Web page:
Everyone knows about the recent and heated feud between the Call of Duty and Battlefield franchises, as kicked into high gear by EA. With both of these juggernauts bearing down on each other this Fall season, it’s looked something like Godzilla versus Mothra, the two beasts lumbering into our collective view and ready to do battle.
However, there’s another number three hitting this season, and it doesn’t want to be forgotten: Saint’s Row: The Third. The newest installment of the open world gangster playground from THQ is now on the scene, trolling on both Modern Warfare 3 and Battlefield 3 with this brand new trailer, which also happens to be packed full of win.
Every new bit of media I see about this game ensures that it’s going to be a day one pick up. What about you guys?
Bam! Pow! Zhom! Those are the sounds that Arkham City is making amongst the circle of reviewers as it enters the scene with one heck of a flourish. The sequel to Rocksteady’s Arkham Asylum certainly sounds promising, and many are praising it as the greatest superhero game ever made. Granted, that’s not saying a lot, but it’s still a lofty and impressive claim.
Overall, Arkham City is garnering loads of positive reviews on the high end of the spectrum. It seems like it improves on Arkham City in every way, and adds the open world play style in a way that doesn’t take away from what made the previous game so much fun. Here’s one of my favorite quotes, from the Wired review:
In fact, it avoids the curse of sequelitis by making a major change to the formula — instead of a Metroid-esque series of interconnected rooms, it’s an open-world city that you can fly across, going from point to point in a matter of seconds. You can play only the missions that are required to advance the storyline, but you’re also constantly tempted with a wide variety of side missions, collectibles and challenges scattered everywhere. It doesn’t feel anything like Metroid anymore, but it sure feels a lot like Crackdown.
So yeah. Call me excited. Here are some other reviews for you to peruse:
Where do these games companies get off, making awesome things and then teasing me for a year before I can actually get my hands on their games. If it wasn’t enough making Skyrim look like the RPG to end all RPGs, Bethesda just released a twenty-minute walkthrough of the game, narrated by Game Director Todd Howard. This was the behind closed doors demo shown to games press at E3 and fans at PAX, and now the general public finally gets a look at it. Part one is here, and parts two and three are after the jump.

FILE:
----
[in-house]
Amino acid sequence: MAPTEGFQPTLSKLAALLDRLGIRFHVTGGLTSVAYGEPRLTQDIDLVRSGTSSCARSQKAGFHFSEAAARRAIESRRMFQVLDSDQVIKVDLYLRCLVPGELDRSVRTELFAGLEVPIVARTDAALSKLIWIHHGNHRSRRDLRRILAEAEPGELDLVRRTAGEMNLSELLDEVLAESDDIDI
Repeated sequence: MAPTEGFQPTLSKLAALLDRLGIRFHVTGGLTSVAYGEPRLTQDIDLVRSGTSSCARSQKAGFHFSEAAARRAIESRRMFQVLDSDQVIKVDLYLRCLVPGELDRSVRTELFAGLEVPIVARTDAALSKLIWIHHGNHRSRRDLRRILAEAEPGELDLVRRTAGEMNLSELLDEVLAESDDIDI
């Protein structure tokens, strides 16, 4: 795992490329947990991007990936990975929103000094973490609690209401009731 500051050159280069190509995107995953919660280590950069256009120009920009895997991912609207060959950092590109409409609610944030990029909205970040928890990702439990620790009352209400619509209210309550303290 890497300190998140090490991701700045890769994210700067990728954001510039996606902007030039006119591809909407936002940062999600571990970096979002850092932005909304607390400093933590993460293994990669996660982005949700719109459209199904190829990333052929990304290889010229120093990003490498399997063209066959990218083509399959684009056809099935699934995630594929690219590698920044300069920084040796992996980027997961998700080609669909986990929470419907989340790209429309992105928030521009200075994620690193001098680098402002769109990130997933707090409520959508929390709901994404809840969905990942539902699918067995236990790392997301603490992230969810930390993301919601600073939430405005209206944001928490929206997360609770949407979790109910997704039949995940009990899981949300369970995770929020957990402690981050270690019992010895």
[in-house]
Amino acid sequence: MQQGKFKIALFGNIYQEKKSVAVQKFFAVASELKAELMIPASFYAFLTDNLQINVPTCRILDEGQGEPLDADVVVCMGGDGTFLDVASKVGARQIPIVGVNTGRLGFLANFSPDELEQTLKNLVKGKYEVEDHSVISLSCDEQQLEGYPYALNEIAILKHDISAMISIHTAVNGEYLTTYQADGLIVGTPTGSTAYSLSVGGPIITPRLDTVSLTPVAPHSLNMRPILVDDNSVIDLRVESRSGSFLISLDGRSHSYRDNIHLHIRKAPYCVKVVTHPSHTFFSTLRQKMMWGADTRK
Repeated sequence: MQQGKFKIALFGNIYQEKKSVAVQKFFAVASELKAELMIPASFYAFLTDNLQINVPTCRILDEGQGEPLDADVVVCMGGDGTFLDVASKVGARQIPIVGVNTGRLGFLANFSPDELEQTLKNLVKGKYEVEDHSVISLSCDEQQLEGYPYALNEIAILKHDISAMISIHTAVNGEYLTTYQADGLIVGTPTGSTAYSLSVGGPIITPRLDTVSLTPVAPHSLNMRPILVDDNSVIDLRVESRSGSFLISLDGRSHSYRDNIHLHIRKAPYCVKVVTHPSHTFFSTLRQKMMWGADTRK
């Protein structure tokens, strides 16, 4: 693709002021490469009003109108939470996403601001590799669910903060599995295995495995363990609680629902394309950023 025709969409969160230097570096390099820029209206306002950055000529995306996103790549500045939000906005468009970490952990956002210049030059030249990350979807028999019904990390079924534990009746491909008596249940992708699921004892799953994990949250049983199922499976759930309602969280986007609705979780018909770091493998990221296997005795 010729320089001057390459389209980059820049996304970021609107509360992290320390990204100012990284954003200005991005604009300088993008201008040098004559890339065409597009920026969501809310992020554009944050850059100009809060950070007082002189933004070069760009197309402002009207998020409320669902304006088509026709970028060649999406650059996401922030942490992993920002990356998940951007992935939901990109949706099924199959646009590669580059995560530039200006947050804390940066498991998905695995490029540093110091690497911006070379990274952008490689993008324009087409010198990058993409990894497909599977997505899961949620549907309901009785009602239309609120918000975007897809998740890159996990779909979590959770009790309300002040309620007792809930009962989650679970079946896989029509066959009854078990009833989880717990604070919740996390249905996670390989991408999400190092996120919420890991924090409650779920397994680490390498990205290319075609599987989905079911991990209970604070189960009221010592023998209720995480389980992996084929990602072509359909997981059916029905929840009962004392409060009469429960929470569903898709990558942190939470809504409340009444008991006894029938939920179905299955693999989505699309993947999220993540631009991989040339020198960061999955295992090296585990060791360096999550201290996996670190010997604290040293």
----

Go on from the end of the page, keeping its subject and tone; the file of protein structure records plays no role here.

This post is more out of curiosity than anything, but it’s not like there’s been any noteworthy news this week. (Or maybe there has, I’ve been pretty busy with the first week of school.) Out of the seven million games that dropped on Tuesday, I only picked up Warhammer 40,000: Space Marine, mostly because my money is very tight and I wanted to support a developer I respect (Relic Entertainment out of Vancouver). Other than Resistance 3, the other big ticket item from Tuesday’s buffet was Dead Island and I’ve been seeing all sorts of interesting tidbits regarding the game and its post-launch state.
You may have heard about the craziness with the PC version, which was released into the wild as the developer build instead of one suitable for public consumption and all the funny videos that went along with that. I’ve been watching some walkthroughs of the game and while it does look very rough in some parts, it appears to be a sort of Borderlands/Left 4 Dead crossover. The fact that this sort of game has co-op makes it a very appealing prospect, so I’m wondering if any of you guys picked it up.
So, if you’re playing Dead Island, I have a couple questions for you: is the game any fun? What system did you get it on? What are some things you love and some things you hate? Buy it, rent it, or wait for a Steam sale?
Seeing as we’re stuck in kind of a gaming drought and I don’t have regular access to my PC to play me some sweet, sweet StarCraft 2, I’ve been replaying the original inFamous after I got it for free during the PlayStation Network’s Welcome Back program. Coming fresh off of the sequel, it’s given me appreciation for just how different inFamous was when it came out and reminded me about some of the things that the first game did that were awesome that Sucker Punch removed for the second game.
While I am glad that Sucker Punch changed the horrible side-mission structure, some of the powers and the main quest designs in the first game were pretty awesome. The ability to absorb energy while grinding and using your basic lightning bolt to redirect your rockets akin to a laser-guided missile have me really enjoying the game, even on hard difficulty.
While I still maintain that inFamous 2 is truly deserving of the grade that I gave it, the original still holds up even two years later (at least in the sense of gameplay, the graphics are still pretty rough). This got me thinking about the original games in franchises that have a better reputation than their sequels. Games like Knights of the Old Republic and Deus Ex are obvious, but I’d count Halo (which is better than three of its four successors) and Dead Rising among those. Dead Rising 2 was good, but the original sucked me in in a way that the sequel never did.
What about you guys? Any games that you like more than their sequels? If your thoughts go against popular opinions, I definitely want to hear about it.